Speaking to reporters on Monday in the city's east-end, Toronto Mayor Rob Ford confirmed that he will not be tearing down the Gardiner Expressway and that the city will be getting subways no matter what.
The mayor helped launch the Workforce Development Week on Monday, an initiative to connect employers and employees and improve the city’s various employment challenges. Following the press conference, Ford commented on a number of issues, including the recent welfare scandal and calls for a Downtown Relief Line.
It was reported last week that more than 750 licensed taxicab drivers received welfare payments over a period of two years, according to a report from City Auditor General Jeff Griffiths. The Auditor General found out that 1,539 Ontario Works recipients did not declare income in 2010 or 2011, but had a number of municipal business licenses.
Ford declared that he would “get to the bottom” of it and said he is going to be sitting down with Griffiths this week and fully review the report.
“We can’t have people potentially defrauding the system. They have a business licence and we have to know why they are getting a business licence and what they are doing with that business licence if they are collecting social assistance,” stated Ford.
“I, as the mayor, will not tolerate that and we will get to the bottom of it ... Anybody that reads that is suspicious ... If you have a business license, you should be running a business. What do you need social assistance if you’re running a business?”
Toronto Mayor Rob Ford leaving a press conference and heading toward his car, while speaking with a reporter.
Chunks of the Gardiner Expressway have fallen over the past year, but the mayor assured Torontonians that it’s safe to either drive on the Gardiner or walk beneath it. Ford has vowed to review the full report that highlights the various problems that face the Expressway.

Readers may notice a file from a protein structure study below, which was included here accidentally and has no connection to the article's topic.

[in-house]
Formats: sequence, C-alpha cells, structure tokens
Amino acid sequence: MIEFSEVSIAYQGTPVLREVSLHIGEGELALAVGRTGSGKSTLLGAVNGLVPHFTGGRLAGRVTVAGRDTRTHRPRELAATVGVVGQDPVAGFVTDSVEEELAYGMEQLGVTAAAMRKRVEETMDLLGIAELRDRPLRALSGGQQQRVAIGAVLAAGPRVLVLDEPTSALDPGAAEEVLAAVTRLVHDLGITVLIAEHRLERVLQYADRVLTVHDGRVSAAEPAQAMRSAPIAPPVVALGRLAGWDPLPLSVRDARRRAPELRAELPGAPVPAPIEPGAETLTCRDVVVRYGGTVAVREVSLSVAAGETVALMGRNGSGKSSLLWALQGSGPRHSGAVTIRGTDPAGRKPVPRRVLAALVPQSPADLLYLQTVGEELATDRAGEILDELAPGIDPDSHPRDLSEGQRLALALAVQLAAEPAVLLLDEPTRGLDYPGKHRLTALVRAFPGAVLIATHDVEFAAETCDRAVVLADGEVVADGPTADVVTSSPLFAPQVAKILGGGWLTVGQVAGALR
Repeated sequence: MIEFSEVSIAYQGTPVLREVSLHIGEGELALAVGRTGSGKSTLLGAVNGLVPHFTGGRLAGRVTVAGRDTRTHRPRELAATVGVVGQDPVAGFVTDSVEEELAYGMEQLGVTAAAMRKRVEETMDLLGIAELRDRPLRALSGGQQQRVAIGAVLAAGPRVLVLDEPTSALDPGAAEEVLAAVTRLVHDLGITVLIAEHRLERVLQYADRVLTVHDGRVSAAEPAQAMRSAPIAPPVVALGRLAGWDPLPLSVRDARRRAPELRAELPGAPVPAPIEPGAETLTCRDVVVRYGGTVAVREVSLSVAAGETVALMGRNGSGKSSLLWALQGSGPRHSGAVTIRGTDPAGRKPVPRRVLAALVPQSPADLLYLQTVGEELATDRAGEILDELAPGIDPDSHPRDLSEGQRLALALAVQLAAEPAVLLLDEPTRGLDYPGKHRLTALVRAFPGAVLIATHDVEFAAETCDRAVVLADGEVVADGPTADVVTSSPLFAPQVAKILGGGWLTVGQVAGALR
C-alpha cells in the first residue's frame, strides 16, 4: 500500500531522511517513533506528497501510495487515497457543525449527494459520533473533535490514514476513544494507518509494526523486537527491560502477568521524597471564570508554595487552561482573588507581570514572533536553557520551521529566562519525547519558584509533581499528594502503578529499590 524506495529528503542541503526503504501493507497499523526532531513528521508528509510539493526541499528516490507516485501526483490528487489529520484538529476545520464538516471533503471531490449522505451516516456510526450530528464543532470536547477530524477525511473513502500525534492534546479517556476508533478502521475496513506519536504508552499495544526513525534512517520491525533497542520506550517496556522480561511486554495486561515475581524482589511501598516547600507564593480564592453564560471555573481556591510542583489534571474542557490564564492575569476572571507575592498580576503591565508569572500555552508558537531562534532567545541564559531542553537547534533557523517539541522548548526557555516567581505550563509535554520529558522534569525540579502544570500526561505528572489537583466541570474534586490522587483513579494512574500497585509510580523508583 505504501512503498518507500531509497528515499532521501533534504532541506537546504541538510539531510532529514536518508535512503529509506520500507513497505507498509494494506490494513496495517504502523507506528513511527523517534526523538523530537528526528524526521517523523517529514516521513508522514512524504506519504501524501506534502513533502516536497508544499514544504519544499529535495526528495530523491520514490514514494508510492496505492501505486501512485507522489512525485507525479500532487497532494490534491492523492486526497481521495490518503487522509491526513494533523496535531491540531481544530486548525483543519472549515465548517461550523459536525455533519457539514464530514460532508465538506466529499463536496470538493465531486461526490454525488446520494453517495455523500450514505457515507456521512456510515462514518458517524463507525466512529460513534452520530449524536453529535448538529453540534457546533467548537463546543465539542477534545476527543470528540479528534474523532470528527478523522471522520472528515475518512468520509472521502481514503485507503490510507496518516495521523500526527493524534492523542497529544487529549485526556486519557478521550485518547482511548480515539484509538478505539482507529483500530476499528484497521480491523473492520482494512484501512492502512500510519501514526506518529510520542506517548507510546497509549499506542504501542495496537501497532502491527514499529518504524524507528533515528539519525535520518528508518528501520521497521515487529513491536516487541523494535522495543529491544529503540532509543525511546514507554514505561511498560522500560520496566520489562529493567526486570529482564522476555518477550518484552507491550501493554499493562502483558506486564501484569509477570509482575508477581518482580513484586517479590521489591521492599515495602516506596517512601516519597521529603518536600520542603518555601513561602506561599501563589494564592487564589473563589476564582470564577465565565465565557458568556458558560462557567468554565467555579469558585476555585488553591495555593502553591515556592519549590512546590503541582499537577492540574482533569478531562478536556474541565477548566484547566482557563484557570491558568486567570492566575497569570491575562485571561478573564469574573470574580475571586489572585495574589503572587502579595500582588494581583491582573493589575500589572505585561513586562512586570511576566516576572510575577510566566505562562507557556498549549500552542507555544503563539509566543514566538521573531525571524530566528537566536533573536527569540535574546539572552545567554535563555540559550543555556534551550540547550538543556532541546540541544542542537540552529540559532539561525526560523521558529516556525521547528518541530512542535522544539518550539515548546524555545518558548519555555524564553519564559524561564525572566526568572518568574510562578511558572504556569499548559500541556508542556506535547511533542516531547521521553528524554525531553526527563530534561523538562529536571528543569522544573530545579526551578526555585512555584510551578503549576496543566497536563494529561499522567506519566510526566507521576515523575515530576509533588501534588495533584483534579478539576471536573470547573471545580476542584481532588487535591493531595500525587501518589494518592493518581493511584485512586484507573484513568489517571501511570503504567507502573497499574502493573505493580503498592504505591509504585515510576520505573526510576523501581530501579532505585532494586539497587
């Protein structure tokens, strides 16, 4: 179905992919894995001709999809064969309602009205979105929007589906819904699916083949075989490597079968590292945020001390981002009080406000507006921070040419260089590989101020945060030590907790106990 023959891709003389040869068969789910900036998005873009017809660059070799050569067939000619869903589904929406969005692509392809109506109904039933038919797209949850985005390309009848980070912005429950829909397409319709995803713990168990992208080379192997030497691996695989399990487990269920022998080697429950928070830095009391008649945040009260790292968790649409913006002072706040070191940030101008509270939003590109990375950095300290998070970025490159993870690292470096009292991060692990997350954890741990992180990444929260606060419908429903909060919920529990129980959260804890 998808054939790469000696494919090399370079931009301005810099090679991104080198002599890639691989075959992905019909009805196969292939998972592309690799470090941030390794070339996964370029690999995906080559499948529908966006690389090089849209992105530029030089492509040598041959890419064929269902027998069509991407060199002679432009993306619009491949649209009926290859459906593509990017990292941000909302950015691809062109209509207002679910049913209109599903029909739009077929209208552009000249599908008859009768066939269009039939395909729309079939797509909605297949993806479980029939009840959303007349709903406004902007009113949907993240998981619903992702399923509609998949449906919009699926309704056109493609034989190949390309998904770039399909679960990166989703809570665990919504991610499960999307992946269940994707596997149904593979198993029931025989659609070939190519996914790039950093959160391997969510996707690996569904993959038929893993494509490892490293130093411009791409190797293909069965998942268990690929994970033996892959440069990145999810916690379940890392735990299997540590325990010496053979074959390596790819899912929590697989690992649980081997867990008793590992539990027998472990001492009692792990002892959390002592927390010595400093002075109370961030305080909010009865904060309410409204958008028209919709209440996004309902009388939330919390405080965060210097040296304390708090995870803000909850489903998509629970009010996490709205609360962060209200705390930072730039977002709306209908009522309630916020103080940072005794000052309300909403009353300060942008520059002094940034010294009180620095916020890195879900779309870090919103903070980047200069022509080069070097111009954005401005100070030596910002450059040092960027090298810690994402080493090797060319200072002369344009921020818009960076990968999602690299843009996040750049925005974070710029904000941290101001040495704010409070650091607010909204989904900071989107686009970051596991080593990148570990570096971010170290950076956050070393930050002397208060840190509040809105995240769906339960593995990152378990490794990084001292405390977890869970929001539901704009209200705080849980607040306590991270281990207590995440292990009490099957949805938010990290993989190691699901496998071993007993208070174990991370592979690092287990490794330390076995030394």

The IBI Group's report, which was kept secret from the mayor for six weeks, made the news last week after it called the Gardiner a hazard following various reports over this past spring and summer of falling debris, which led to emergency response crews to attend the scene.
One incident involved a black Mercedes being hit by concrete.
“I believe it’s safe. I use it quite frequently. The chunks that fell down, we had a couple of issues. It is an old bridge, it is an old expressway, it is an old structure, [and] things are going to happen. I would like to review that report, which I’m doing,” said Ford. “I’m not tearing down the Gardiner.”
Toronto Transit Commission
Last week, TTC CEO called for a Downtown Relief Line to be the transit agency’s No. 1 priority. Ridership is expected to increase more than 50 percent in the next 20 years and the Bloor-Yonge Subway Station is at near capacity.
A new report that will be discussed at a TTC board meeting next week is a $3.2 billion plan that would construct a relief line from Pape Station to St. Andrew Station. The second phase would be an extension from St. Andrew Station to Dundas West Station. The total cost is estimated to be $6.2 billion.
Ford reiterated his support for subways, but noted that he is open to any idea that benefits the city and the use of the TTC. In the end, the mayor believes it’s up to Byford.
“I campaigned on subways, we’re going to get subways. The relief line, the Sheppard line, Eglinton, hopefully, will go underground. Subways are coming to the city one way or another,” noted Ford.